28 May 2009

Mendoza is Cannes' Best Director

Brillante Mendoza at Cannes
Last year, Brillante Mendoza made the country proud because his film "Serbis" (Service) was selected as one of the finalists competing for the prestigious Palme d’Or. The first and only time a Filipino director had a film included in the competition category of the Cannes Filmfest was in 1984, when Lino Brocka’s opus "Orapronobis" was accepted.

Last 24 May 2009, another movie by Mendoza made it to Cannes to compete with the world’s best filmmakers including Johnnie To (Election), Quentin Tarantino (Pulp Fiction), Jane Campion (The Piano), Pedro Almodova (All About My Mother) and Ang Lee (Sense and Sensibility, Brokeback Mountain, Crouching Tiger Hidden Dragon).

When the smoke cleared, Mendoza was picked as the best director for his dark movie "Kinatay."

"Kinatay" (meaning "massacre") notably features corrupt cops hacking a prostitute to pieces with blunt kitchen knives.

"Serbis" was set in a Manila porn-theatre with long close-ups of festering boils and overflowing toilets, as well as the poverty and distress on the streets.

Still determined to portray the social reality around him, Mendoza in "Kinatay" traces 24 hours in the day of a trainee policeman, happily beginning with his wedding in the morning to close with the young man's first outing at night with a band of corrupt colleagues.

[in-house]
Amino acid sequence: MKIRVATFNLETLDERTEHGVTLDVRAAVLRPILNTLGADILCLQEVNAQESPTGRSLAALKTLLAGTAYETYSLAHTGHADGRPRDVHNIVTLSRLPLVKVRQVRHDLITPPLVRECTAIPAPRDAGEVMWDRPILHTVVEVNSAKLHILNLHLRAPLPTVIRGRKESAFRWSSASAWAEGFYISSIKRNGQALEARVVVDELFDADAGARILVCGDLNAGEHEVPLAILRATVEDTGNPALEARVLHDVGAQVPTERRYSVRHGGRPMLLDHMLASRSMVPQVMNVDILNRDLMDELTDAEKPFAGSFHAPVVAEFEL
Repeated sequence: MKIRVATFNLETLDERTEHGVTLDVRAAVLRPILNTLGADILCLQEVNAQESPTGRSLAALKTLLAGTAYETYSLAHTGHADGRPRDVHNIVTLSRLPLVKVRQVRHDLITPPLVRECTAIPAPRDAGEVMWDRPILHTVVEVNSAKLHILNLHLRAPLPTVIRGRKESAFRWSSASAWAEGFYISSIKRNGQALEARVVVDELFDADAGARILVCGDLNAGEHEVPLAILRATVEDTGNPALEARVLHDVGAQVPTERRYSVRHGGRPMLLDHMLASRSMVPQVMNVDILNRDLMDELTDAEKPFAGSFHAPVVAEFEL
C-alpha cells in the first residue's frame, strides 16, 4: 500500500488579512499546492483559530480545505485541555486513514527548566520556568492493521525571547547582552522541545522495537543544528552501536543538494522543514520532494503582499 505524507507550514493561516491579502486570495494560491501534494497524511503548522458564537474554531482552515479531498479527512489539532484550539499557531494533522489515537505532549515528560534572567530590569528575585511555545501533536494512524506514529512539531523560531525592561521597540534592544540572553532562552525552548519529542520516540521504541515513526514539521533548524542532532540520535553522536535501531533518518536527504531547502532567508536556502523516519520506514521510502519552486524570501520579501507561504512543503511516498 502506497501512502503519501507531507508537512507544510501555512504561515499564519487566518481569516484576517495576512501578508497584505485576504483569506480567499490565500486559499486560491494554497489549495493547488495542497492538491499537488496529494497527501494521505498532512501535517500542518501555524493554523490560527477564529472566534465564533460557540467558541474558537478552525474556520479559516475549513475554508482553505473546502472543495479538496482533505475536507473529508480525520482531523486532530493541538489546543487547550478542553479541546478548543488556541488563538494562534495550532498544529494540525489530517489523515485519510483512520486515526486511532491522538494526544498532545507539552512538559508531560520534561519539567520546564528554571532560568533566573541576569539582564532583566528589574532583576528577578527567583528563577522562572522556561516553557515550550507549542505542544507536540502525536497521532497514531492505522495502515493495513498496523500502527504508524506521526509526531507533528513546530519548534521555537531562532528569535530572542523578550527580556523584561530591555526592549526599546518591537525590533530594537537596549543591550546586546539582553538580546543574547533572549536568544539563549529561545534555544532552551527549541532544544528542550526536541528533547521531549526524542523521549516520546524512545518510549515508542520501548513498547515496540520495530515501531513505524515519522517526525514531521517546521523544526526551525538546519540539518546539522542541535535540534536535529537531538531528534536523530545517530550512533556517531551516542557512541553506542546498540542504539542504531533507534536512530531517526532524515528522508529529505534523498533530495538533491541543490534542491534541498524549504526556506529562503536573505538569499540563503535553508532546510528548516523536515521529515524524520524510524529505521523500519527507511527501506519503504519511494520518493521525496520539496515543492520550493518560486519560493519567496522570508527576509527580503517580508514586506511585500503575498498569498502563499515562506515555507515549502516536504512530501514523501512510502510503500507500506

To his surprise, fear and anguish, they pick up a prostitute accused of betrayal and wind up torturing, raping, killing and hacking her before disposing of the body parts across Manila.

"This is not just entertainment, these kinds of stories are real," Mendoza said at Cannes.

Mendoza was born in San Fernando, Pampanga. He studied advertising at the University of Santo Tomas (UST). With a different background in education, he admits that he was self-taught when it comes to filmmaking. "I just learned by observing different directors," he says.

He adds, "Of course, my background in Fine Arts helped in a way. It helped with the way I dealt with color."

He started working on films as a production designer. Even then, he already had streak of beginner’s luck. In his first two films, he won awards from the Urian for Private Show (directed by Chito Roño) and Takaw Tukso (directed by William Pascual). In time, he made a name for himself as production designer for commercials and music videos. That name, however, was Dante Mendoza—the name he used to credit himself as production designer.

Mendoza laughs at his contrasting roles as Dante, a production designer, and Brillante, a director who seeks truth. "Ang contrasting nga e! Siyempre, in commercials, you tend to make things more glamorous to sell," he says, with a laugh.

He admits, however, that he does not plan to leave production design even after he has found success as a director. "I can’t leave TV commercials because this is where I earn a living," he explains. "But my heart is in movies."